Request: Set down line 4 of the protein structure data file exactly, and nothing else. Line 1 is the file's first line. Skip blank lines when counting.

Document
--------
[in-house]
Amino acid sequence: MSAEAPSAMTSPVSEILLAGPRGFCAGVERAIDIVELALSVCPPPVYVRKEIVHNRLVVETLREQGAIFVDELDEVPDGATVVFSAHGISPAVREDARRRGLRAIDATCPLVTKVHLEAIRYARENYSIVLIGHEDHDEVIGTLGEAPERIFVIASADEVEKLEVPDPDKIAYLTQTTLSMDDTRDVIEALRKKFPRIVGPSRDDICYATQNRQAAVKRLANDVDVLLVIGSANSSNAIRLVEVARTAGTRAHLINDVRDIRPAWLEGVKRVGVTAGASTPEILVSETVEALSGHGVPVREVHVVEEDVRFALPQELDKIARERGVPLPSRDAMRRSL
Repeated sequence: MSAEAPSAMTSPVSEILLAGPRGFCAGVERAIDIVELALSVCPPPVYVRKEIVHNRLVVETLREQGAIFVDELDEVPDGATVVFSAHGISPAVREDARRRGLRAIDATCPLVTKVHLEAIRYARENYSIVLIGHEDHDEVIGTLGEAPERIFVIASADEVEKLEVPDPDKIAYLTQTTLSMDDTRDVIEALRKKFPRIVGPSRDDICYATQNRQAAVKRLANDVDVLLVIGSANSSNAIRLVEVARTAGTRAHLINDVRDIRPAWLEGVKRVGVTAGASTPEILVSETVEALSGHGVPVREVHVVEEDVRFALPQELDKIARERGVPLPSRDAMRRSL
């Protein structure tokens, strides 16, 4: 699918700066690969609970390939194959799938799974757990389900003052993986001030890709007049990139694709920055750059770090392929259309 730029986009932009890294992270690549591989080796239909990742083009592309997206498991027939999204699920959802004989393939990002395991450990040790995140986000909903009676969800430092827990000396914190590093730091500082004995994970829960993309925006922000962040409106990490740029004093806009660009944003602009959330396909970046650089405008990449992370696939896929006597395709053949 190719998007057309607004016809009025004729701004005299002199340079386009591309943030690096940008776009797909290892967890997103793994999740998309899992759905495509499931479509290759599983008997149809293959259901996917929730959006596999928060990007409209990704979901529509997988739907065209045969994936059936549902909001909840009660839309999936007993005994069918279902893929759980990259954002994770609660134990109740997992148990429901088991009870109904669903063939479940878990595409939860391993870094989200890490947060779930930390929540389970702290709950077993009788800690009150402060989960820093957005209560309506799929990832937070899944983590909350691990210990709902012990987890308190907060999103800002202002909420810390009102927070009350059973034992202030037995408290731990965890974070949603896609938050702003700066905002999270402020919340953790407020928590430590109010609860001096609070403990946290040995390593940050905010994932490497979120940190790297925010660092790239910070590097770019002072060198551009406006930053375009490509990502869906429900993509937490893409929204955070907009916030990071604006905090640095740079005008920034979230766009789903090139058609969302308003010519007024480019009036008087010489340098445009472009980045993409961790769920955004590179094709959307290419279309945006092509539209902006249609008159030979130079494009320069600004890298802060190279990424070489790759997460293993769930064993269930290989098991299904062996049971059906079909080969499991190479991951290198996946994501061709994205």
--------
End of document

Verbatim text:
């Protein structure tokens, strides 16, 4: 699918700066690969609970390939194959799938799974757990389900003052993986001030890709007049990139694709920055750059770090392929259309 730029986009932009890294992270690549591989080796239909990742083009592309997206498991027939999204699920959802004989393939990002395991450990040790995140986000909903009676969800430092827990000396914190590093730091500082004995994970829960993309925006922000962040409106990490740029004093806009660009944003602009959330396909970046650089405008990449992370696939896929006597395709053949 190719998007057309607004016809009025004729701004005299002199340079386009591309943030690096940008776009797909290892967890997103793994999740998309899992759905495509499931479509290759599983008997149809293959259901996917929730959006596999928060990007409209990704979901529509997988739907065209045969994936059936549902909001909840009660839309999936007993005994069918279902893929759980990259954002994770609660134990109740997992148990429901088991009870109904669903063939479940878990595409939860391993870094989200890490947060779930930390929540389970702290709950077993009788800690009150402060989960820093957005209560309506799929990832937070899944983590909350691990210990709902012990987890308190907060999103800002202002909420810390009102927070009350059973034992202030037995408290731990965890974070949603896609938050702003700066905002999270402020919340953790407020928590430590109010609860001096609070403990946290040995390593940050905010994932490497979120940190790297925010660092790239910070590097770019002072060198551009406006930053375009490509990502869906429900993509937490893409929204955070907009916030990071604006905090640095740079005008920034979230766009789903090139058609969302308003010519007024480019009036008087010489340098445009472009980045993409961790769920955004590179094709959307290419279309945006092509539209902006249609008159030979130079494009320069600004890298802060190279990424070489790759997460293993769930064993269930290989098991299904062996049971059906079909080969499991190479991951290198996946994501061709994205």